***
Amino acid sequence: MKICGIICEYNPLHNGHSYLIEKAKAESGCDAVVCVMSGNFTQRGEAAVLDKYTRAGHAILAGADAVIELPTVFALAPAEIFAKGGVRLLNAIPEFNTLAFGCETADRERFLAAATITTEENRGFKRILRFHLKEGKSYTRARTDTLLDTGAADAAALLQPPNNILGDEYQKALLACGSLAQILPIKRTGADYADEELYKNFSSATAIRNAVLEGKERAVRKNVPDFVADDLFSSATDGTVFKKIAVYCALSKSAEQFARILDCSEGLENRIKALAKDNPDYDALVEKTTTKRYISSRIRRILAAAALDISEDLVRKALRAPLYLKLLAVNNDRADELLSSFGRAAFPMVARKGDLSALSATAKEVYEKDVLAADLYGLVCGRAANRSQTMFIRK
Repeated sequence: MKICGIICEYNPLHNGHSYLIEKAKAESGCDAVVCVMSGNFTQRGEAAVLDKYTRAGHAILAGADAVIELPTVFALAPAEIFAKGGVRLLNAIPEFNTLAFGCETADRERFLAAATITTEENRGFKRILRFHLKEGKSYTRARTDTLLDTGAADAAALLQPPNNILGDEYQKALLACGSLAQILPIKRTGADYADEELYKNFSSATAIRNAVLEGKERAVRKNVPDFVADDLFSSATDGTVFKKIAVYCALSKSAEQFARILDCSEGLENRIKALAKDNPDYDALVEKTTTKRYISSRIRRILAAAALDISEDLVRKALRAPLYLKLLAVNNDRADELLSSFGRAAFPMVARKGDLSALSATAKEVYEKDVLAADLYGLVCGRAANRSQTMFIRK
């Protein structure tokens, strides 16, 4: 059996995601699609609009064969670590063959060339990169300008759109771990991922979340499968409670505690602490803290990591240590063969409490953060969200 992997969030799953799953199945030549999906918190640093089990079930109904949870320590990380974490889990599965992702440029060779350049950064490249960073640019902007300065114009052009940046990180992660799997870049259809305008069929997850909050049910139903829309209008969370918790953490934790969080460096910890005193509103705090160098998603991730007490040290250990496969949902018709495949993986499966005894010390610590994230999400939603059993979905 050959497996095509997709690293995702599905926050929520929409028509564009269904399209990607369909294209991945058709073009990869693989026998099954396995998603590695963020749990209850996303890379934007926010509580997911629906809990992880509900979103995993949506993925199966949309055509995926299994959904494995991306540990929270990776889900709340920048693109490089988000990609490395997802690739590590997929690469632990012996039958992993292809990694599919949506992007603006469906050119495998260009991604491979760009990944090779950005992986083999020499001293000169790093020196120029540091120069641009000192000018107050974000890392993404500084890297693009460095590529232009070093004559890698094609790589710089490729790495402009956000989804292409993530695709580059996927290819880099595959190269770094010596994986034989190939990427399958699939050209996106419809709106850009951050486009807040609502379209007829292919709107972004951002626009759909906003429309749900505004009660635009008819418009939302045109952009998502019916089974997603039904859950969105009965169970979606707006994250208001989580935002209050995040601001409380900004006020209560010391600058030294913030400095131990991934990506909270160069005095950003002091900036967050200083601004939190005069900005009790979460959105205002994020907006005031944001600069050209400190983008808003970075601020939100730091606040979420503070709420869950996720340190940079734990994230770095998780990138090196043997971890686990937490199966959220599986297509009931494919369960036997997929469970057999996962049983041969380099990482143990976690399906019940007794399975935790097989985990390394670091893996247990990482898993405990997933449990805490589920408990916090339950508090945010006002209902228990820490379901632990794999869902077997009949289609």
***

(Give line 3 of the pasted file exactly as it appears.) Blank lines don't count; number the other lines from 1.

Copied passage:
């Protein structure tokens, strides 16, 4: 059996995601699609609009064969670590063959060339990169300008759109771990991922979340499968409670505690602490803290990591240590063969409490953060969200 992997969030799953799953199945030549999906918190640093089990079930109904949870320590990380974490889990599965992702440029060779350049950064490249960073640019902007300065114009052009940046990180992660799997870049259809305008069929997850909050049910139903829309209008969370918790953490934790969080460096910890005193509103705090160098998603991730007490040290250990496969949902018709495949993986499966005894010390610590994230999400939603059993979905 050959497996095509997709690293995702599905926050929520929409028509564009269904399209990607369909294209991945058709073009990869693989026998099954396995998603590695963020749990209850996303890379934007926010509580997911629906809990992880509900979103995993949506993925199966949309055509995926299994959904494995991306540990929270990776889900709340920048693109490089988000990609490395997802690739590590997929690469632990012996039958992993292809990694599919949506992007603006469906050119495998260009991604491979760009990944090779950005992986083999020499001293000169790093020196120029540091120069641009000192000018107050974000890392993404500084890297693009460095590529232009070093004559890698094609790589710089490729790495402009956000989804292409993530695709580059996927290819880099595959190269770094010596994986034989190939990427399958699939050209996106419809709106850009951050486009807040609502379209007829292919709107972004951002626009759909906003429309749900505004009660635009008819418009939302045109952009998502019916089974997603039904859950969105009965169970979606707006994250208001989580935002209050995040601001409380900004006020209560010391600058030294913030400095131990991934990506909270160069005095950003002091900036967050200083601004939190005069900005009790979460959105205002994020907006005031944001600069050209400190983008808003970075601020939100730091606040979420503070709420869950996720340190940079734990994230770095998780990138090196043997971890686990937490199966959220599986297509009931494919369960036997997929469970057999996962049983041969380099990482143990976690399906019940007794399975935790097989985990390394670091893996247990990482898993405990997933449990805490589920408990916090339950508090945010006002209902228990820490379901632990794999869902077997009949289609």